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This litigation arose from a suit filed by plaintiff Beverly Smith against Darlene Shelmire and her insurer, GoAuto Insurance Company (“GoAuto”), as a result of an automobile accident in 2010. In 2015, following a trial on the merits, the district court entered judgment in favor of plaintiff against Shelmire and GoAuto in an amount in excess of the insurance policy limits. GoAuto appealed that judgment, but Shelmire did not. The court of appeal ultimately affirmed the district court’s judgment in March 2016. Thereafter, Shelmire assigned her rights to pursue a bad faith action against GoAuto to Smith. Through that assignment of rights, Smith filed the underlying suit against GoAuto on March 10, 2017, and amended her petition on September 27, 2017, asserting a bad faith claim based on GoAuto’s violation of its duties under La. R.S. 22:1973(A) as well as the recognized duty of good faith pre-existing the statute. GoAuto answered the petitions, asserting the prescriptive period for a bad faith claim against an insurer was a delictual action, and subject to a one-year prescriptive period. Plaintiff opposed the exception arguing a bad faith claim against an insurer was a contractual action and subject to a ten-year prescriptive period. The Louisiana Supreme Court granted this writ application to determine whether a first-party bad faith claim against an insurer was indeed a delictual action subject to a one-year prescriptive period, or whether it was a contractual claim subject to a ten-year prescriptive period. Finding the bad faith claim arose as a result of the insured’s contractual relationship with the insurer, the Court held it was subject to a 10-year prescriptive period. View "Smith vs. Citadel Insurance Company" on Justia Law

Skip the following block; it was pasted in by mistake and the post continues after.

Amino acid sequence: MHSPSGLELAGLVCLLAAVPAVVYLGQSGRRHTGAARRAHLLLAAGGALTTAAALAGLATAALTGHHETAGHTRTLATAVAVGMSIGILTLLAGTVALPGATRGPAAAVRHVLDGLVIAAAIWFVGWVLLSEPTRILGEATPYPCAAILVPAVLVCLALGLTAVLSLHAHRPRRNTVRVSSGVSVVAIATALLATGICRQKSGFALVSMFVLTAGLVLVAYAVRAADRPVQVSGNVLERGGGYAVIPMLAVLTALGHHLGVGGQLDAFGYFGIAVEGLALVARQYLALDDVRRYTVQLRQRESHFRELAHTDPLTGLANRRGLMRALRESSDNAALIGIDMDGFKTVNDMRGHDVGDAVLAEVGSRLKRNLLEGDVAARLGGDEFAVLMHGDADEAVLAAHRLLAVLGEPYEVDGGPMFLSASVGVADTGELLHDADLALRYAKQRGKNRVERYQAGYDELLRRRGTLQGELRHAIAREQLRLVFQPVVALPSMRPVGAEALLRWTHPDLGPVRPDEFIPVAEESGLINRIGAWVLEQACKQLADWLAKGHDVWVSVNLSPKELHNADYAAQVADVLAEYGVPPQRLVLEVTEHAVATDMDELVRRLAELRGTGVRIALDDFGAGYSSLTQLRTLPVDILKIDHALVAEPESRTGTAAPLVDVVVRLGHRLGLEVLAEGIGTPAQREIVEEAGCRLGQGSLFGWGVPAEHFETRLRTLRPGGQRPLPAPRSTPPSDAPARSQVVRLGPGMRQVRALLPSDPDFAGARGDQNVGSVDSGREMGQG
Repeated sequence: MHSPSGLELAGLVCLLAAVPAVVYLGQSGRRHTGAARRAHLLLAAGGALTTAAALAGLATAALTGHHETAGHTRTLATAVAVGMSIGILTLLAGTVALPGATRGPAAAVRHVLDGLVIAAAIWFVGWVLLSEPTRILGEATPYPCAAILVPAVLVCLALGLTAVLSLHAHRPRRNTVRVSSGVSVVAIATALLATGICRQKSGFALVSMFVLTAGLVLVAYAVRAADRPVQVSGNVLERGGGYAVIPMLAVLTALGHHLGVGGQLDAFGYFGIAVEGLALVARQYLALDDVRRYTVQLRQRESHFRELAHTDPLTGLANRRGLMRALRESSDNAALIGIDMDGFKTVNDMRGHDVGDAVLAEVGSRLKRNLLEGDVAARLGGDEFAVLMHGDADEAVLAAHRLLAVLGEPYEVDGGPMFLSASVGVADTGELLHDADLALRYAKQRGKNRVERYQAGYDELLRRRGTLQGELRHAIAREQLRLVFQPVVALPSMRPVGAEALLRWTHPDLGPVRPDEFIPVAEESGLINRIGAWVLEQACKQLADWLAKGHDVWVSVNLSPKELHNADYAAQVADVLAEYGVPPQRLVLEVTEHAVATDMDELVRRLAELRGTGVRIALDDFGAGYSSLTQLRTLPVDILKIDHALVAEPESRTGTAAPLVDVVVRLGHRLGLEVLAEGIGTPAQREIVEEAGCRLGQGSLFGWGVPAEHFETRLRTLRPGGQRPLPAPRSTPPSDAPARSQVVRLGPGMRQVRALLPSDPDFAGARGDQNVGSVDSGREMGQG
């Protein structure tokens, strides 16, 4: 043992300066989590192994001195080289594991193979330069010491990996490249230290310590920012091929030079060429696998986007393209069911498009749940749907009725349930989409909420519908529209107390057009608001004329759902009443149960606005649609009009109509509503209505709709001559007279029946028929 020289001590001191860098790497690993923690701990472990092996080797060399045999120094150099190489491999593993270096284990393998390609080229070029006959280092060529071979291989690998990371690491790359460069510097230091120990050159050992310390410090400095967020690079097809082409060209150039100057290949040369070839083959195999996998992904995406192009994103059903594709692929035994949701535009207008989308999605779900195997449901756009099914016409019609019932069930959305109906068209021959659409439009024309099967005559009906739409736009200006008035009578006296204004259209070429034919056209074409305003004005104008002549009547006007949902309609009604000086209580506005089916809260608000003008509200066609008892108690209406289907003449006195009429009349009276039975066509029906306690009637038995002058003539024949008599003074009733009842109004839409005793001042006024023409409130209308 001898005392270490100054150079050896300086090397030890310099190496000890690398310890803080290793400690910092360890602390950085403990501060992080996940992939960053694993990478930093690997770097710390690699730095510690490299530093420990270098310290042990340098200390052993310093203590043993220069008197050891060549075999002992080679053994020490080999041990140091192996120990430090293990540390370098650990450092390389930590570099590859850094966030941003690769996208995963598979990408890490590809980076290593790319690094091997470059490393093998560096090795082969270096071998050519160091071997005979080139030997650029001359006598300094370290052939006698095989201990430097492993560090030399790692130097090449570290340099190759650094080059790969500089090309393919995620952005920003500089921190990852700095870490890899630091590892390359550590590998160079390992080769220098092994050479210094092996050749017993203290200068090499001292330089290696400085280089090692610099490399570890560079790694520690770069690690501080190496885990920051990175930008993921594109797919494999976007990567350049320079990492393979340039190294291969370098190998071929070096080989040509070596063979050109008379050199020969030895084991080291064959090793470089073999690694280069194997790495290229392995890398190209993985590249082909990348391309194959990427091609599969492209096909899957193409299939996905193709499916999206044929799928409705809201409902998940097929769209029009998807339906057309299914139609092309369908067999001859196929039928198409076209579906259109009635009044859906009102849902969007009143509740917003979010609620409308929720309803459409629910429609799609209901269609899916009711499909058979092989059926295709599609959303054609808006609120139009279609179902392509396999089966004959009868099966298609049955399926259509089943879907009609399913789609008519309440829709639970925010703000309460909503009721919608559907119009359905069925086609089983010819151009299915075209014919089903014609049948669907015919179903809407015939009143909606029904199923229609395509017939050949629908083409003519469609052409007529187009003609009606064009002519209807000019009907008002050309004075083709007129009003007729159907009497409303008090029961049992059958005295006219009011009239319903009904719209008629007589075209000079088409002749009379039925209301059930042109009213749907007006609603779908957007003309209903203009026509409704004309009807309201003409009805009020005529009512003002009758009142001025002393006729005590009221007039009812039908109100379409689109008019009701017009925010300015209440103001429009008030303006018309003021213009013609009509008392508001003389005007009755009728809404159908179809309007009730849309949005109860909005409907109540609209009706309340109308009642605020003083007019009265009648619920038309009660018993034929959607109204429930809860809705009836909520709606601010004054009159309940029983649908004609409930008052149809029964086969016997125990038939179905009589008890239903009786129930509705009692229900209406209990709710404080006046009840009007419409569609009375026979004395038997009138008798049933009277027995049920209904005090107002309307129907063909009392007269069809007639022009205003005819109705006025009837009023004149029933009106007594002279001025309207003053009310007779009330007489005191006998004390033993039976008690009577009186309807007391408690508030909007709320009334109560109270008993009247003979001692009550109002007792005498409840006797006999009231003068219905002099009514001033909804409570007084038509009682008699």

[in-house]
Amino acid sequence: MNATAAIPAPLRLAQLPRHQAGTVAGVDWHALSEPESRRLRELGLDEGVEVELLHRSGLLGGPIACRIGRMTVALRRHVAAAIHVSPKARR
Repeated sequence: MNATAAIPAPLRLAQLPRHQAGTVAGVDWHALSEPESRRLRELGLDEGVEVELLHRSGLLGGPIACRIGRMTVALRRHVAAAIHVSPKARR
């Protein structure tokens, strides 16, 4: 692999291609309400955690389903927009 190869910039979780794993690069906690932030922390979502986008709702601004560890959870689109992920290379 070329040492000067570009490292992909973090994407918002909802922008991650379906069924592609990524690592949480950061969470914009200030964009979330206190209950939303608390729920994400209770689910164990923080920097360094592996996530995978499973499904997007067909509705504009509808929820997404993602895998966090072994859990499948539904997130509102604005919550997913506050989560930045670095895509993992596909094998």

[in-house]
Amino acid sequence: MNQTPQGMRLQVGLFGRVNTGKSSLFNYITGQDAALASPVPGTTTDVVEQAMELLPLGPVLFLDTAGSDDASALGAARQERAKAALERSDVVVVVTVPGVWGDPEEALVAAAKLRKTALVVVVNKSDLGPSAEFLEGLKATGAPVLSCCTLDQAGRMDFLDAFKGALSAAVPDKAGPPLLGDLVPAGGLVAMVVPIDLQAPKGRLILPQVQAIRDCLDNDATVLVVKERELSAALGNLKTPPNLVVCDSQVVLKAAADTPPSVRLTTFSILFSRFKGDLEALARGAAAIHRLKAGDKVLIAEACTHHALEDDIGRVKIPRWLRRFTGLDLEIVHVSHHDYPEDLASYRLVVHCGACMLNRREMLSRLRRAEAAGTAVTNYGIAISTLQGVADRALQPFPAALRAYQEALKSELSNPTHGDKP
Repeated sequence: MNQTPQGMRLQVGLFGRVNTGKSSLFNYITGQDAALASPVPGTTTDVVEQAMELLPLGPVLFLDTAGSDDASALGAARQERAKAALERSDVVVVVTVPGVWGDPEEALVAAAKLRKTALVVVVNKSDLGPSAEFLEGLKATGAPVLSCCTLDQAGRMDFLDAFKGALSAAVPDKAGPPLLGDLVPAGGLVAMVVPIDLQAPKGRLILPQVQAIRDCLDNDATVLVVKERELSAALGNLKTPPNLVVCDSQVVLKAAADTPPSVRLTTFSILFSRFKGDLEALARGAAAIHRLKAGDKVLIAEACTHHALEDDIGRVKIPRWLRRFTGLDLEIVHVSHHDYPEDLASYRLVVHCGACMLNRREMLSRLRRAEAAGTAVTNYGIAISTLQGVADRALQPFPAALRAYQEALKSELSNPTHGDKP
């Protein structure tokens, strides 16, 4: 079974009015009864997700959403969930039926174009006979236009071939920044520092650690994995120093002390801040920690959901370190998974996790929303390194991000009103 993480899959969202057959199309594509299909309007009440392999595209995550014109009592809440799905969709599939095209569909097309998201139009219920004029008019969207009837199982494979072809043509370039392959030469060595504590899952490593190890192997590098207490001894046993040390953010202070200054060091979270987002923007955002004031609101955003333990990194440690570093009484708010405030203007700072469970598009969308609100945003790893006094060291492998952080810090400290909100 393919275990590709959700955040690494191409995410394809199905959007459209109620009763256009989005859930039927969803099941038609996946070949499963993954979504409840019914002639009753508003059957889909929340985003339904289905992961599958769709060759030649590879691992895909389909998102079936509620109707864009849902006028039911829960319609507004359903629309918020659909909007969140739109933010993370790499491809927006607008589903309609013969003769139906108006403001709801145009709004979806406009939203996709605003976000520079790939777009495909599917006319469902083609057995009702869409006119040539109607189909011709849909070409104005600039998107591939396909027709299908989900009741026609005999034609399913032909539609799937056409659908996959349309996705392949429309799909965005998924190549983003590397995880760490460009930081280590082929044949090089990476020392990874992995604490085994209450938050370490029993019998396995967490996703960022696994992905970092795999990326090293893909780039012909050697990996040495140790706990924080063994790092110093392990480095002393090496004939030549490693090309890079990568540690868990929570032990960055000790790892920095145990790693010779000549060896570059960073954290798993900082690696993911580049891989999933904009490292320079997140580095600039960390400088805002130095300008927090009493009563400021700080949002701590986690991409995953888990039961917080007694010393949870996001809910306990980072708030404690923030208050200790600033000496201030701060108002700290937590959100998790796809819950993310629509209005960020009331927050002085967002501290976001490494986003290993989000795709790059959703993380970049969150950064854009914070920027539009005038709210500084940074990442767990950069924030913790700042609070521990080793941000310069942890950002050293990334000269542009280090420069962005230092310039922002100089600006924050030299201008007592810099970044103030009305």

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In this workers’ compensation case, the issue presented for the Louisiana Supreme Court’s review centered on whether the employer’s appeal, taken with devolutive appeal delays but outside of the suspensive appeal delays, was timely under the special provisions of La. R.S. 23:1310.5(C). While the Court acknowledged La. R.S. 23:1310.5 “is not a model of legislative clarity,” the Court broadly interpreted the statute to find nothing specified the time period in which this appeal have to be filed. The Court found the appeal should have been maintained as timely, but because the appeal was devolutive in nature, the judgment awarding benefits was subject to immediate execution. View "Jackson v. Family Dollar Stores of Louisiana, Inc." on Justia Law